Currently, we are privileged to have been invited to stay at a friends – and words can not describe the contrast. We have moved from a middle class area, to a lower class compound and are now staying in an upper class gated complex. We stayed in a guesthouse in a rapidly developing area, each day eating breakfast with people from all over the world to a shared-housing compound with limited water and electricity, being surrounded by wonderful children, learning their games and waking up at 5am each day to their not so happy shrieks, the morning rooster ritual calls, honking cars and hand-washing of our neighbours right outside the bedroom window. – We are now in a gated community with a night guard, three bathrooms, a swimming pool, our own bedrooms (yes, we had been sharing), full kitchen, house cleaner and you wouldn't believe it.... hot water!!!
When we arrived we were in awe – it was absolutely beautiful. We felt as though we were entering a resort. It was a complete contrast from the style we had previously been living. This home has all the amenities of an average home back in Canada - washing machine, full size refrigerator, air conditioning, television, three bathrooms - all of which are now perceived to me as luxuries. It's interesting to recognize all the 'everyday things' we tend to take for granted in a developed country.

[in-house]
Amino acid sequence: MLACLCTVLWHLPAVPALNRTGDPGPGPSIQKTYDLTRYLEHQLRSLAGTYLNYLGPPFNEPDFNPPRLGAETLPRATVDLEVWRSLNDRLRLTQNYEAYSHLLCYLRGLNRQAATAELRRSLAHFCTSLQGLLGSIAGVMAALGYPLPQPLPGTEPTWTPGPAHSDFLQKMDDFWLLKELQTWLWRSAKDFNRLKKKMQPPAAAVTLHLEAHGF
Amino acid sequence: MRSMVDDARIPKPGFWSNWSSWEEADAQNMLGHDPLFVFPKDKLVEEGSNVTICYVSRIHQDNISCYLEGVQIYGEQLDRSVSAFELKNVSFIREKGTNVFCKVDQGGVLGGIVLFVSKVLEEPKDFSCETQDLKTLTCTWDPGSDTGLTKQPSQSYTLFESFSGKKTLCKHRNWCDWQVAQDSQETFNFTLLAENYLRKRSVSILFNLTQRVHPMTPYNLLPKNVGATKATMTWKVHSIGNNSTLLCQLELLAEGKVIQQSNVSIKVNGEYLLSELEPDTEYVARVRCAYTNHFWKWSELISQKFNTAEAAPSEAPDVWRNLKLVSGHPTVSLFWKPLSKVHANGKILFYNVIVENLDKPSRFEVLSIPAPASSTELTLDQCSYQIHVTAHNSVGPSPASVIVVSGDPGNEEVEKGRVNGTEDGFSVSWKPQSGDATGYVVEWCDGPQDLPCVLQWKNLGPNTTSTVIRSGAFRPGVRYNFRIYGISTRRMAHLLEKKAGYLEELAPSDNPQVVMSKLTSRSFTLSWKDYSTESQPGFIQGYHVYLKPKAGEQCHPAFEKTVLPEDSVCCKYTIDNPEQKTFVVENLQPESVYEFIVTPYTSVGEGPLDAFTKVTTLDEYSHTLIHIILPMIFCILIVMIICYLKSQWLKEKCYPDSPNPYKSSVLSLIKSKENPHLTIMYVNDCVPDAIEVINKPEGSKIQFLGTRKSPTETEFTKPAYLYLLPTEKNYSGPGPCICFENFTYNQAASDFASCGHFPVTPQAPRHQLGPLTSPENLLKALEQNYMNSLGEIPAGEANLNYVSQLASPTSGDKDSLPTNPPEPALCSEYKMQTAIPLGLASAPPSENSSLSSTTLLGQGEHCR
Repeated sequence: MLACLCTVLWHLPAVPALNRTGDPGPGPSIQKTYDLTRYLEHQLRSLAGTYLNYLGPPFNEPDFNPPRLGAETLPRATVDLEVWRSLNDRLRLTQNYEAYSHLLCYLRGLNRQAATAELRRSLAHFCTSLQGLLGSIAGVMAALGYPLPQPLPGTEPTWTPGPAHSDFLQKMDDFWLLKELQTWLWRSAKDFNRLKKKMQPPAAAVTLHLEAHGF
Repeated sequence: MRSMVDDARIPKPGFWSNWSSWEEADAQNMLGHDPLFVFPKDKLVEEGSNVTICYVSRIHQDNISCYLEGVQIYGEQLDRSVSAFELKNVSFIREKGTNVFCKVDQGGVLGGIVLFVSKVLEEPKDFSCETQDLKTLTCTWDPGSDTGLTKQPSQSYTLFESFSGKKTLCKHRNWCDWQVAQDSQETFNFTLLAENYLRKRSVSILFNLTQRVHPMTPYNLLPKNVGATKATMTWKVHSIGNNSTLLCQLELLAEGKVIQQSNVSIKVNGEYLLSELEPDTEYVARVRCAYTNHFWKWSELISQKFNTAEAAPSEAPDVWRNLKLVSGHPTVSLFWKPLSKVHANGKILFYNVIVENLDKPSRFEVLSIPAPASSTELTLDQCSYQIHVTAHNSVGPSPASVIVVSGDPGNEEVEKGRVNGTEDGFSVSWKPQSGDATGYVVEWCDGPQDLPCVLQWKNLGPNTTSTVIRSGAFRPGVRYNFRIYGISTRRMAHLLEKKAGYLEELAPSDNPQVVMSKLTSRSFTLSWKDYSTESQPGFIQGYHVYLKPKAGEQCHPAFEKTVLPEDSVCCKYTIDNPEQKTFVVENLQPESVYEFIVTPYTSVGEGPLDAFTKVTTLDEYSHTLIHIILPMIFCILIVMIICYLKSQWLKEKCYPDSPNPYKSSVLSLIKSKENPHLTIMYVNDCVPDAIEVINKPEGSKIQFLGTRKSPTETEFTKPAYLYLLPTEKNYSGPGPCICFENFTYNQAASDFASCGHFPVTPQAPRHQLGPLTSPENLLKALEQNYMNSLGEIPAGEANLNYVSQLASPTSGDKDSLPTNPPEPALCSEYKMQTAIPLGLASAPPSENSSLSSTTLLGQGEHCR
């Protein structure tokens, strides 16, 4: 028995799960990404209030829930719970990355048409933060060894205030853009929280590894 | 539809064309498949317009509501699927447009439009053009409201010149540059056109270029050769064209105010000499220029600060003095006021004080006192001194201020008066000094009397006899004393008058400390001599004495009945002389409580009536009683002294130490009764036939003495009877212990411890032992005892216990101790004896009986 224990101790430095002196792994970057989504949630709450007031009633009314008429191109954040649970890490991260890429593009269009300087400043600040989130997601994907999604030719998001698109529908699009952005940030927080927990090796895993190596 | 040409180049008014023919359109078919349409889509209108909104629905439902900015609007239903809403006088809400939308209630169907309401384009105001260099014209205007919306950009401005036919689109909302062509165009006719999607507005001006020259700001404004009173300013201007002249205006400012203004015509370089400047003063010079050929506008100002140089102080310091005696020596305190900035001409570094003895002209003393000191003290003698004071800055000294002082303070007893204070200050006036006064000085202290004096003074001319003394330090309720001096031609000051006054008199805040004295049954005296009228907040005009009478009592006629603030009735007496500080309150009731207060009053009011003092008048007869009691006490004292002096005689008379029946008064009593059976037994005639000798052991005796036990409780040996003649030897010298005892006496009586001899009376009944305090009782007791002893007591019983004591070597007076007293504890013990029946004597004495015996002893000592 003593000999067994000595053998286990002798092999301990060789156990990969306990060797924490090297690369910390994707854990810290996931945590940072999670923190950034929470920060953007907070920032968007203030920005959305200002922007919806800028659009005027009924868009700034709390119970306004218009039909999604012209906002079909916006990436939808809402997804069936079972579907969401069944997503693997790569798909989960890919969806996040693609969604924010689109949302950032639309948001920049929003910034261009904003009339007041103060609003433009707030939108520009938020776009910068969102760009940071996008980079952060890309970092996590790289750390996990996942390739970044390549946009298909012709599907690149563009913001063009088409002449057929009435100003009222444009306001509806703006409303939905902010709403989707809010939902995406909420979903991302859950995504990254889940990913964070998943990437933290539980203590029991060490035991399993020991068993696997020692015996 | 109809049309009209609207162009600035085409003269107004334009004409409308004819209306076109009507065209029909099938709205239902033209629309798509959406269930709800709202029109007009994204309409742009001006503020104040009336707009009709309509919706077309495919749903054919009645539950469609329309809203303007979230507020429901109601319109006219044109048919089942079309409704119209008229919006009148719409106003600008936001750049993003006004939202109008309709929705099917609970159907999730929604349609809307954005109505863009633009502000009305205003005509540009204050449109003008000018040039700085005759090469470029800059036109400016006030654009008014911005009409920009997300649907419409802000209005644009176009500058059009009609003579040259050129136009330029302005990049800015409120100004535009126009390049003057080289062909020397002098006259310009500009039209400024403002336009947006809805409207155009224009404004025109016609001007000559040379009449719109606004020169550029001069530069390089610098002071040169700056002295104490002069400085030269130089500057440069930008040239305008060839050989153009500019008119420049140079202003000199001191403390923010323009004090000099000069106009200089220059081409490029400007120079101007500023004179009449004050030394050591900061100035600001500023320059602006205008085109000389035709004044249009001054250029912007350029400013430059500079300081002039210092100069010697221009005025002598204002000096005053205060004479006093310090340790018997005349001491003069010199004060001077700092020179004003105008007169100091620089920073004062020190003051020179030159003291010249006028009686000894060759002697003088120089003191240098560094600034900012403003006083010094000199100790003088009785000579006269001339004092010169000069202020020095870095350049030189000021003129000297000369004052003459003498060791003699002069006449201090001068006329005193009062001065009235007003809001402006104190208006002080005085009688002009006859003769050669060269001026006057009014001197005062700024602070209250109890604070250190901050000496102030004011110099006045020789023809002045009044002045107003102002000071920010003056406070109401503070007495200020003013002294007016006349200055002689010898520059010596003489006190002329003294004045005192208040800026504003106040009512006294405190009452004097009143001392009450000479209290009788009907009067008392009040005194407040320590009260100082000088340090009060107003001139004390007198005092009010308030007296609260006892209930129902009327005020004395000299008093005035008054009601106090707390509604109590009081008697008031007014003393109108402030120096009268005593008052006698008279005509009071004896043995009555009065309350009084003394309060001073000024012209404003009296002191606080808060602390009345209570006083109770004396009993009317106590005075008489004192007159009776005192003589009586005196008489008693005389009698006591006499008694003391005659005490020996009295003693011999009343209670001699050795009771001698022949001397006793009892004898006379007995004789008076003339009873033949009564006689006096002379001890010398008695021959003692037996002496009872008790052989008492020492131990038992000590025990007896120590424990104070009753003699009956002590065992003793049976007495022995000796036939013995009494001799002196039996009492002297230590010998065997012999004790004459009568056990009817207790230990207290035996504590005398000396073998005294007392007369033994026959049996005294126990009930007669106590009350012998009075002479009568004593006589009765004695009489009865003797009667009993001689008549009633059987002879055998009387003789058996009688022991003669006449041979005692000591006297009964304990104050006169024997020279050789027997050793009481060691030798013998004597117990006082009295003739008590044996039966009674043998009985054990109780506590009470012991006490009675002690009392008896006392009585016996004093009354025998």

After packing, moving, walking, working; a shower was a must! It was necessary to remove the dirt-tan I had gained over the course of our day. I was already looking forward to a good scrub and have mastered the art of a good cold shower – but to my surprise, I could not believe it.... “THERE'S HOT WATER!!!!!”
The irony and appreciation was humorous. I had completely accepted the fact a hot shower was not something I would endear until my return to Canada and I was okay with that. Initially I said even if I had the chance I would probably pass down the option to bathing with hot water - I was convinced I had grown an appreciated tolerance for cold showers, as it wasn't abnormal for our water to be shut off for up to three days at a time and any water at all was a relief. I was also afraid I might lose my built resistance to the cold showers immediately after I enjoyed a warm one. But unknowingly receiving this surprise was different and I gratefully accepted. It was by far, one of the best showers I've ever had ... I couldn't have felt cleaner :)
I've realized it isn't until these 'daily luxuries' aren't constantly available that you stop expecting them and become grateful. Take a page out of Chairperson of the Council of Canadians' Maude Barlow's book – water is not a commodity.
Thank you hot shower, I appreciate you.